Football season is right around the corner! Not only in the NFL, but at the college level, too. As a resident guru of the Saturday standouts, Chad Reuter provides the top draft-eligible college players at each position in a 10-part series. Today's group is the safeties.
Think about the job asked of a top-level safety. They are asked to cover a large share of the deep part of the field against elite passing offenses, line up against slot receivers and tight ends becoming more integral parts of those schemes, take on blockers in the run game, and be an efficient and powerful last line of defense. And sometimes they have to accomplish more than one of these duties in the same play.
Not an easy job description.
The required agility, speed, ball skills, and power to become a difference-maker at the position are why few safeties are picked in the early rounds of the draft. The only position aside from kicking specialists with fewer first-round and second-round selections over the past five drafts than safeties (18) are tight ends (11).
Alabama's Mark Barron rose up boards during the draft process last spring to become the third Southeastern Conference safety in the past six drafts to receive the rare elite grade at the position. Barron went seventh overall to the Tampa Bay Buccaneers, joining former LSU Tiger LaRon Landry (Washington Redskins, 6th, 2007), and Tennessee Volunteer Eric Berry (Kansas City Chiefs, 5th, 2010) as SEC defensive backs picked in the top 10 picks of their respective drafts.
But despite the talent of Barron and fellow first rounder Harrison Smith of Notre Dame (Minnesota Vikings, 29th overall), the depth of last year's safety class was simply not very good. NFL scouts will be much happier with the available talent throughout the top half of the 2013 draft -- especially if all of the back-half defenders listed below meet expectations with their play this fall.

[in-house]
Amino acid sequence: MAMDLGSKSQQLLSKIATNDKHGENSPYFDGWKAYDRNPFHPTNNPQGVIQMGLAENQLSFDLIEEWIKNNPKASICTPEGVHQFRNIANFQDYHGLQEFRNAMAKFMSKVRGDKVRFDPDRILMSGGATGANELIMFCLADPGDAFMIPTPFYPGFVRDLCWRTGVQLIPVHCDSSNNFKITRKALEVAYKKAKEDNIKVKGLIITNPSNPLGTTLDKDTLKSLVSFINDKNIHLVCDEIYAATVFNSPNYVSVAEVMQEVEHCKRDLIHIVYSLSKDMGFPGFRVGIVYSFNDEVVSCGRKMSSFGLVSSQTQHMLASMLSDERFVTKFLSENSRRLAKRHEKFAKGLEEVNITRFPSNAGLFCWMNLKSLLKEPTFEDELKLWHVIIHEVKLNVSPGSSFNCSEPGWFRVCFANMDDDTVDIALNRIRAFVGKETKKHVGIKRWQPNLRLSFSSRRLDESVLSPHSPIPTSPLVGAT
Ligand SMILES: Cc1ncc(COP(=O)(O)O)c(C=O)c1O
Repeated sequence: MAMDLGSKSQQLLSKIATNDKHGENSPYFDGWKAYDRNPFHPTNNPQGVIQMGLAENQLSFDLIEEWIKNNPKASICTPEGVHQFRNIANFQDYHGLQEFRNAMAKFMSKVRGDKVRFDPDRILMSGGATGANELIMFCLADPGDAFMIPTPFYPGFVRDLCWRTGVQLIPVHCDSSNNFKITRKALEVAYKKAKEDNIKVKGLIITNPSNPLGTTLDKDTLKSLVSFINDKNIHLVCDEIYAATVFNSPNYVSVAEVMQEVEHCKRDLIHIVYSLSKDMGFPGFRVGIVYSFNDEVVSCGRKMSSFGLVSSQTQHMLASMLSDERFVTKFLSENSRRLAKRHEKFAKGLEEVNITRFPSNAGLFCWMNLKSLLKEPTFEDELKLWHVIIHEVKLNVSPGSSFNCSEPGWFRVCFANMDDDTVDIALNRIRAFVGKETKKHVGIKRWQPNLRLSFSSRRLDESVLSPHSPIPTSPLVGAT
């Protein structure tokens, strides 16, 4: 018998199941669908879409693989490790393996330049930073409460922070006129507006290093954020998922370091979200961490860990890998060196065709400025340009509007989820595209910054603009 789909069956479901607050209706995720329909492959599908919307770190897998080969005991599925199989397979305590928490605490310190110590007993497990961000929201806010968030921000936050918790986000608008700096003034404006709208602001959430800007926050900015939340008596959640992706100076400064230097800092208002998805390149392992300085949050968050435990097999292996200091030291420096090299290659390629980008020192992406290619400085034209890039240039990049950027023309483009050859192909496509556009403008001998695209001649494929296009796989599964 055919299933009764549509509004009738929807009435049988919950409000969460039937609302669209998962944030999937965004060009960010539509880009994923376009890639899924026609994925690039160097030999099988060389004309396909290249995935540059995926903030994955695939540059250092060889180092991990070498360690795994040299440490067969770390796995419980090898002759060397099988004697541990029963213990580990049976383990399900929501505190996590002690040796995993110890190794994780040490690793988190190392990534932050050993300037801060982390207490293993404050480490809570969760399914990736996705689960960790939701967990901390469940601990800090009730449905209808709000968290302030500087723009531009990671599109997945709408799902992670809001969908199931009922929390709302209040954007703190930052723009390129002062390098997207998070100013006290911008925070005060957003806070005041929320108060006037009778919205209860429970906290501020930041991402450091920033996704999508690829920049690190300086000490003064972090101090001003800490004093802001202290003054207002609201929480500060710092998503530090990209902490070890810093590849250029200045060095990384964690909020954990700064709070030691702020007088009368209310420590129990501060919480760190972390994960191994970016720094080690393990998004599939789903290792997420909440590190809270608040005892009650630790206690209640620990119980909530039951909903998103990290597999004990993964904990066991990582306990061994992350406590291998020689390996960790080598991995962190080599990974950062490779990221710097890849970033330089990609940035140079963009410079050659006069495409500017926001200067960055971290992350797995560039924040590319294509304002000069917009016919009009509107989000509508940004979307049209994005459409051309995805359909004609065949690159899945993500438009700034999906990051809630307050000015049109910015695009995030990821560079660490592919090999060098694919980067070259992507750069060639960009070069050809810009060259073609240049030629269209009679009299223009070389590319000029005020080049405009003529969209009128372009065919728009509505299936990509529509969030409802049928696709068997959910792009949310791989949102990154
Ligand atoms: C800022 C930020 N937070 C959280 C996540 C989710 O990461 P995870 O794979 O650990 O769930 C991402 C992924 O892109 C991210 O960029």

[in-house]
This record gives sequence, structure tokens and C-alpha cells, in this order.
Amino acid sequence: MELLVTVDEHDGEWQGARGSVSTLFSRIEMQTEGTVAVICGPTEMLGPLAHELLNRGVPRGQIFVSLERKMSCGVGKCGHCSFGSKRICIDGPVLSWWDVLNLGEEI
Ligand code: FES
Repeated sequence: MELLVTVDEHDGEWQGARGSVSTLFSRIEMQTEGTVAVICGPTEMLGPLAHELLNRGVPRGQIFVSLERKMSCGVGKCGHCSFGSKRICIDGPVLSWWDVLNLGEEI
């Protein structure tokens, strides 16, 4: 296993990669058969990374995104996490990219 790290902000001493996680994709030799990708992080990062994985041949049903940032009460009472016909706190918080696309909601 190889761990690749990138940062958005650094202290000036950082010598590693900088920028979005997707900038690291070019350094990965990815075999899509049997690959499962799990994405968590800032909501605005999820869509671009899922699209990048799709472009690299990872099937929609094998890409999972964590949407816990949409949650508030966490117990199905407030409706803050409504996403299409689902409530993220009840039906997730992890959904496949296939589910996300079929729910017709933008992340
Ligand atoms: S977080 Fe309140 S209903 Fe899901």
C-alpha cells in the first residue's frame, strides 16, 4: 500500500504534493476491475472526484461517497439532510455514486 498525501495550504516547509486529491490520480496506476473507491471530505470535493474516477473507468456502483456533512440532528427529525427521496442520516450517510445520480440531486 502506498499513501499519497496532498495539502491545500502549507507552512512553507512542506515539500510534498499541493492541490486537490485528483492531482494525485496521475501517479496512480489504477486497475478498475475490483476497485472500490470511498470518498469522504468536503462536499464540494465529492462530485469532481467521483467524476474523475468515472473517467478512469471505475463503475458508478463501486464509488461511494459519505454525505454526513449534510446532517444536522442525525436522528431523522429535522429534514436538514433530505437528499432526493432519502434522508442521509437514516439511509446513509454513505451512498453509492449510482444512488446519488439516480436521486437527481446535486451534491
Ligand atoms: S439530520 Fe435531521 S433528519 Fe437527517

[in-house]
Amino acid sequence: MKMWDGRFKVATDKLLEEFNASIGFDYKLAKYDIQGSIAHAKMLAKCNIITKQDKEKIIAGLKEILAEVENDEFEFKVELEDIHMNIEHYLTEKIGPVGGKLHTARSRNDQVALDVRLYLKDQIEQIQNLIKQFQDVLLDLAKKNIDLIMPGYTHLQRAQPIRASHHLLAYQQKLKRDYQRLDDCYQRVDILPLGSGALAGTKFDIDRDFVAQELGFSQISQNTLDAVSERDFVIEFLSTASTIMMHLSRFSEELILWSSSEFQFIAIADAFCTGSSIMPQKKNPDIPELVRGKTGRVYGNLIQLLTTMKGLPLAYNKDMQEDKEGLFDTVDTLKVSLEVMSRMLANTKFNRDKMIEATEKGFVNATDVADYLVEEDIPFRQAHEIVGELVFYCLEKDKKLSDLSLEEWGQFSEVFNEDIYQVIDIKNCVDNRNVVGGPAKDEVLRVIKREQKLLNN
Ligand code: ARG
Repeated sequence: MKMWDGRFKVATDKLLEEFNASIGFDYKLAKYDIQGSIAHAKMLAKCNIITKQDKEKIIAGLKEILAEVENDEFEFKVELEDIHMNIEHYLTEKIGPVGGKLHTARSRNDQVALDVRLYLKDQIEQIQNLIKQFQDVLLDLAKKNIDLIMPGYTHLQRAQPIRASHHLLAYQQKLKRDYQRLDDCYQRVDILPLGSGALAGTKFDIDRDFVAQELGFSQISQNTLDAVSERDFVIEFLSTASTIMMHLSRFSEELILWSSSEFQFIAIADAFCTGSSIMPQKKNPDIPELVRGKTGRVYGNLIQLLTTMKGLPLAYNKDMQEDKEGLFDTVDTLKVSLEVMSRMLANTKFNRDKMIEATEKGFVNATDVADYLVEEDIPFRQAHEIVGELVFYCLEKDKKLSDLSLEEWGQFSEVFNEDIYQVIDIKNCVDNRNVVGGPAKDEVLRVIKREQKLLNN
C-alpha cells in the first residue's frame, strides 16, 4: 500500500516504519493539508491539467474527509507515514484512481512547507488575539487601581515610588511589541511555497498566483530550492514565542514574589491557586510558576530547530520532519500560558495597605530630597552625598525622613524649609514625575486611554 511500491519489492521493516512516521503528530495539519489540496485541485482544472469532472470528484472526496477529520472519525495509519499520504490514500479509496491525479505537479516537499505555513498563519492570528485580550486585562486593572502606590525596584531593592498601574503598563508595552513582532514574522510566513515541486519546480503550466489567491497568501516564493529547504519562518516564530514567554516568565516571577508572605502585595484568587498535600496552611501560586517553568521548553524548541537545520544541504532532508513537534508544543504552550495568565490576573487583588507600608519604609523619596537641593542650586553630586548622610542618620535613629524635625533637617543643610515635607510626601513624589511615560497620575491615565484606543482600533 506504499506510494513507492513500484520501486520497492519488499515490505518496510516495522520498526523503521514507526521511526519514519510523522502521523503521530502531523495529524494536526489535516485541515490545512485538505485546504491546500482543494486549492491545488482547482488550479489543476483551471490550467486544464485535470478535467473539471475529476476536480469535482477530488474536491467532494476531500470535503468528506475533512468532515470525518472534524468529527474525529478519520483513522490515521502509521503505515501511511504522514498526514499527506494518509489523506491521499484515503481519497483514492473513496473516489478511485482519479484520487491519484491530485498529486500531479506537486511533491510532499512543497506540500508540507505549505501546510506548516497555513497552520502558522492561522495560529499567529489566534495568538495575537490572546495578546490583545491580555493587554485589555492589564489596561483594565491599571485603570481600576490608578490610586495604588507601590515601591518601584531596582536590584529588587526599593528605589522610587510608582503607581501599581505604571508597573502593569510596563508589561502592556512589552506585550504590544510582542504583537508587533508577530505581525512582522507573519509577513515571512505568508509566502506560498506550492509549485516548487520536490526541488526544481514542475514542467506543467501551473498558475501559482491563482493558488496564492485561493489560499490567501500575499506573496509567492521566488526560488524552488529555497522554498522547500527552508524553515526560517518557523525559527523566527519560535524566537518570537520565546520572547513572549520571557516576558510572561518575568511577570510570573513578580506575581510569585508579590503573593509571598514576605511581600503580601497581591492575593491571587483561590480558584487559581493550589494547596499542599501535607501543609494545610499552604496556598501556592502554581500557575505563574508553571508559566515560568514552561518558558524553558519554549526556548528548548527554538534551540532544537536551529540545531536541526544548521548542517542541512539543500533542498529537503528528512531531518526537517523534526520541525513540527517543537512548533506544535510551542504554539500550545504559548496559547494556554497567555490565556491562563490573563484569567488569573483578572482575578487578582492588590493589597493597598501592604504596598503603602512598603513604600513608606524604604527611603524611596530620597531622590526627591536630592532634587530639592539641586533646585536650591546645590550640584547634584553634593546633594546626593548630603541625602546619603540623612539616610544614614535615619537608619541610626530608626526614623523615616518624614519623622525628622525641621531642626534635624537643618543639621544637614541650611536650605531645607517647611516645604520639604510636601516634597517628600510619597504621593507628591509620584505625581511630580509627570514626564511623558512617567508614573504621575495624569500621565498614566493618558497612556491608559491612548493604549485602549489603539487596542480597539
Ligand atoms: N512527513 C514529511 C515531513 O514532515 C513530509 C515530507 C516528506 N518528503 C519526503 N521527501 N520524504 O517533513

Eric Reid, 6-2, 208, LSU
The next SEC safety on which scouts have their eye, Reid brings the size, athleticism, intelligence and toughness to become an impact player in coverage (five passes defended in 2011) as well as against the run (LSU's leading tackler last year with 76).
NFL Comparison:*Mark Barron
Tony Jefferson, 5-10, 199, Oklahoma
Though shorter than most scouts prefer, Jefferson's leadership skills, physicality around the line of scrimmage (14.5 tackles for loss the past two years) and nickel corner-like coverage skills (four interceptions in 2011) will entice teams despite those average measurements.
NFL Comparison:*T.J. Ward
Kenny Vaccaro, 6-1, 215, Texas
Vaccaro is a confident, athletic All-Big 12 performer with first-round potential as a combo safety (14 pass break-ups the past two seasons, often playing as a nickel back) if able to prove his instincts as a last line of defense.
NFL Comparison:Michael Griffin
T.J. McDonald, 6-3, 205, USC
The son of NFL Pro Bowl safety Tim McDonald earns All-American recognition for his big hits and hands in coverage (six interceptions in 2010-2011), but needs to show better agility and instincts to be considered an elite prospect capable of handling NFL receivers in coverage.
NFL Comparison: Deon Grant
Shawn Williams, 6-1, 220, Georgia
A probable starter at strong safety in the NFL, Williams combines a thick build, fiery attitude, and very good athleticism to be an intimidator over the middle and in the run game (led Georgia with 72 tackles last season), as well as create turnovers (four interceptions in 2011).
NFL Comparison: Sean Jones
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Micah Hyde, 6-1, 190, Iowa
Hyde usually lines up at cornerback for the Hawkeyes, but has played just enough safety to show he can be a physical presence and a threat to play as a centerfielder (he has seven picks over the past two seasons) to potentially make the switch, if his new team deems it necessary.
NFL Comparison: Sherrod Martin
Robert Lester, 6-2, 210, Alabama
Although Lester's overall agility might not wow scouts, he is a productive leader on a defense filled with NFL-caliber talent and possesses the ball skills (10 interceptions in 2010-2011) and toughness against the run to earn a starting role at the next level.
NFL Comparison: James Butler